As connected as we are as a world now, it’s sometimes hard to believe that horrible atrocities can still be happening in other countries. While we like to believe that most countries have the same rights as us, more and more we’re learning that is not the case, and while some have better rights than we do – others still live in countries that are more oppressive than we even know.
Unsilenced is trying to bring international attention to a human rights issue that took place (and arguably) is still happening in China. It focuses on the government’s crackdown on practitioners of Falun Gong in 1999, right before the Olympics. The religious practice was started just a few years before and combines meditation and qigong (‘Qi/Chi cultivation’) exercise with moral philosophy. The way Unsilenced portrays it, the practice is more a spiritual practice than a religion, although really – there’s not much we really know about it here.
The movie follows a group of college students who are practitioners of Falun Gong and a reporter who just got back into China when the Government starts to crack down on it. It also shows how naive the students were when they report to the office and volunteer to speak on behalf of the movement to address issues. While this is taking place just ten years after Tiananmen Square protests and massacres – the students were taught only what the government wanted them to know and believe.
This not questioning of the government’s version of the truth, not only leads to the students being tortured but even others being killed or disappearing throughout the crackdown. It is a surprising shock to the system to see this portrayed on the screen and a reminder of what happens elsewhere in the world. And that just this story being told or put on the screen was risky enough, since most of the atrocities that have happened to the practitioners of Falun Gong may still not be known.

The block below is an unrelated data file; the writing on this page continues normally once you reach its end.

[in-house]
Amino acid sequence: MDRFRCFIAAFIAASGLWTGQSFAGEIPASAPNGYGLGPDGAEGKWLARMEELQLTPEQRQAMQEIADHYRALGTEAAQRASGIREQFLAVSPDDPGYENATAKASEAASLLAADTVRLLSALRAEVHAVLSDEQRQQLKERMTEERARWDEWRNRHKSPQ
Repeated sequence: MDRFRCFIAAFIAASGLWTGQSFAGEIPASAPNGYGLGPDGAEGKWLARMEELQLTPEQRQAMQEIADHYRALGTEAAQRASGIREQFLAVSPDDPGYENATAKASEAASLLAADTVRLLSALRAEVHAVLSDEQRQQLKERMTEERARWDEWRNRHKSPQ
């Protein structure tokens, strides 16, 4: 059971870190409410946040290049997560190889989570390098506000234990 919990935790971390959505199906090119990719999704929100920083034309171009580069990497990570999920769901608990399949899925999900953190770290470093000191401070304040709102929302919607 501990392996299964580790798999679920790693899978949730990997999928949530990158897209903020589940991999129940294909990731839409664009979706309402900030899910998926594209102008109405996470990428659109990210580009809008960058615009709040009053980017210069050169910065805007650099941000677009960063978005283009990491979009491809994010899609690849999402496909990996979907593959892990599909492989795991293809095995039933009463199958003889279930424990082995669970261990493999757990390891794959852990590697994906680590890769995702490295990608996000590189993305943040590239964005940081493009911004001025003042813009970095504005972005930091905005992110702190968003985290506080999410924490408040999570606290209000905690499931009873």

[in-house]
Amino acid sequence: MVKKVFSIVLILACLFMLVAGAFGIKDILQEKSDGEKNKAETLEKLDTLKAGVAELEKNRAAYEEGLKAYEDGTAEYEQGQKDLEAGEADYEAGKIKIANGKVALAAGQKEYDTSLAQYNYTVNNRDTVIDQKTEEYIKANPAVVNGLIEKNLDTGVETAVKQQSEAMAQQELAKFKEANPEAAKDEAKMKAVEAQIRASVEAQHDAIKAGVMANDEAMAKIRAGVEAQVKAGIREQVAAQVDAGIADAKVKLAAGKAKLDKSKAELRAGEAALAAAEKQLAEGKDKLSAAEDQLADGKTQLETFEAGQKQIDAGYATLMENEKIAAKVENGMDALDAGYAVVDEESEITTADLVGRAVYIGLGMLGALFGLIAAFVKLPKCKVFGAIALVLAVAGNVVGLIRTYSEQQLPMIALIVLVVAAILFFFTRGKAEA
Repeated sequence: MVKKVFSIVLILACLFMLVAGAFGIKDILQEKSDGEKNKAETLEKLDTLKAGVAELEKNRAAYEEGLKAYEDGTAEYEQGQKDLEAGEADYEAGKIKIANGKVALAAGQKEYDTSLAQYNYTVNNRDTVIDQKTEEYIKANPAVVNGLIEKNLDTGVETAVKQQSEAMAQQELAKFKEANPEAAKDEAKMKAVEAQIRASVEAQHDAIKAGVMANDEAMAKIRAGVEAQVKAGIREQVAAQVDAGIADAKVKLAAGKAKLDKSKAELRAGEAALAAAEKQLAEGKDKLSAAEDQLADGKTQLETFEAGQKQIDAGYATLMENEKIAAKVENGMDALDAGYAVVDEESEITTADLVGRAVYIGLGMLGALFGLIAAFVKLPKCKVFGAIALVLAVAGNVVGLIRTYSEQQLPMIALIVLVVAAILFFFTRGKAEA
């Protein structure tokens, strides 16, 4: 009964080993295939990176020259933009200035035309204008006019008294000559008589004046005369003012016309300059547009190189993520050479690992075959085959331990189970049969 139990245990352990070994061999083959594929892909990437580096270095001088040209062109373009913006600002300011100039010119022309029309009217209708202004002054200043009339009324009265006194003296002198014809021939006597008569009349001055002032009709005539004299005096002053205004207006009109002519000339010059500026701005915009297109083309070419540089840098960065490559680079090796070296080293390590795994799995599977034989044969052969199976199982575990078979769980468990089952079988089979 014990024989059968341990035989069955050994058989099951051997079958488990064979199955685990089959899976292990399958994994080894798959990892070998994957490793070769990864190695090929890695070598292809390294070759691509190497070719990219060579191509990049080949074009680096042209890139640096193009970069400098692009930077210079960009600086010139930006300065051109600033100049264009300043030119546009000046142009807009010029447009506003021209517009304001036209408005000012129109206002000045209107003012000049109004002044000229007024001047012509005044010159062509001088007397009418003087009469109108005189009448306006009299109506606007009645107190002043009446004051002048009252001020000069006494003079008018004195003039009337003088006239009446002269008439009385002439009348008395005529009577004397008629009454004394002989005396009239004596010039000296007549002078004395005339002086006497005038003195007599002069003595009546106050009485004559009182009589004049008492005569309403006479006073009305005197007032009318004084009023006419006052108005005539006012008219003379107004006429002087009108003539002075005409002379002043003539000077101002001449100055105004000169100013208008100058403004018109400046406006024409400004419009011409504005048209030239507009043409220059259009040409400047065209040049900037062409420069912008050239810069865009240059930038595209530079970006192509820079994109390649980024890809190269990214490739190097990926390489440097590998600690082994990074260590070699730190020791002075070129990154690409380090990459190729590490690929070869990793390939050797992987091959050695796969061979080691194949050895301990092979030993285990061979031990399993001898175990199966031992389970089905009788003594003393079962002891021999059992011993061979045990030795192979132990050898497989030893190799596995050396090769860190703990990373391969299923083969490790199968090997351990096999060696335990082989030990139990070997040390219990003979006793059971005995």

The right to religious freedom seems like something that should be protected everywhere, and Unsilenced reminds us that’s not the case. Arguably, it’s often one of the rights that we struggle with here as well. But, currently, we’re not living under a regime that will jail or kill us for practicing moral teachings.
Unsilenced will have a limited audience, not only due to the topic of the film but because more than half of it has subtitles. While not everyone’s cup of tea, this story would have lost some of its weight if it was dubbed over or redone in English. It is the type of movie that will have you doing research and searching after you watch it.
Unsilenced will be in theaters on Friday. The film was shot in Taiwan. Due to the subject of the film as well as the CCP’s propaganda and infiltration in Taiwan, the production was met with near-insurmountable obstacles. While the topic may not be one that a lot of people are interested in learning about – bringing attention to this type of censorship as well as the human rights issue is an important topic. While it may not have a bigger box office draw, it is something that will give viewers a better understanding of the issues happening in China even to this day.
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Can truth prevail in the face of the most powerful propaganda machine? When the Chinese communist regime launches a brutal crackdown against 100 million citizens, a jaded American reporter teams up with a handful of innocent students to expose one of the largest human rights violations that continues to this day.
Peabody Award-winning director Leon Lee brings us a feature film that exposes how lies are fabricated and voices of dissent crushed by the state propaganda machine. The film explores the role journalists play in times of oppression because “journalism can never be silent.”
The film stars Sam Trammell (True Blood, Breakthrough, The Order), and Anastasia Lin, Miss World Canada 2015, and an ex-special forces operative turned Taiwanese actor, Tzu-Chiang Wang. Zhen Pictures will open Unsilenced theatrically in the United States and Canada on January 21st, 2022.
Based on true events, Unsilenced follows Wang, a student at an elite university in Beijing, and Daniel, a cynical American reporter, as they attempt to navigate the 1999 order that banned Falun Gong in China and remains in effect to this day. With the risk of prison, torture, and even death looming over them, they must all make sacrifices to protect what’s true at all costs.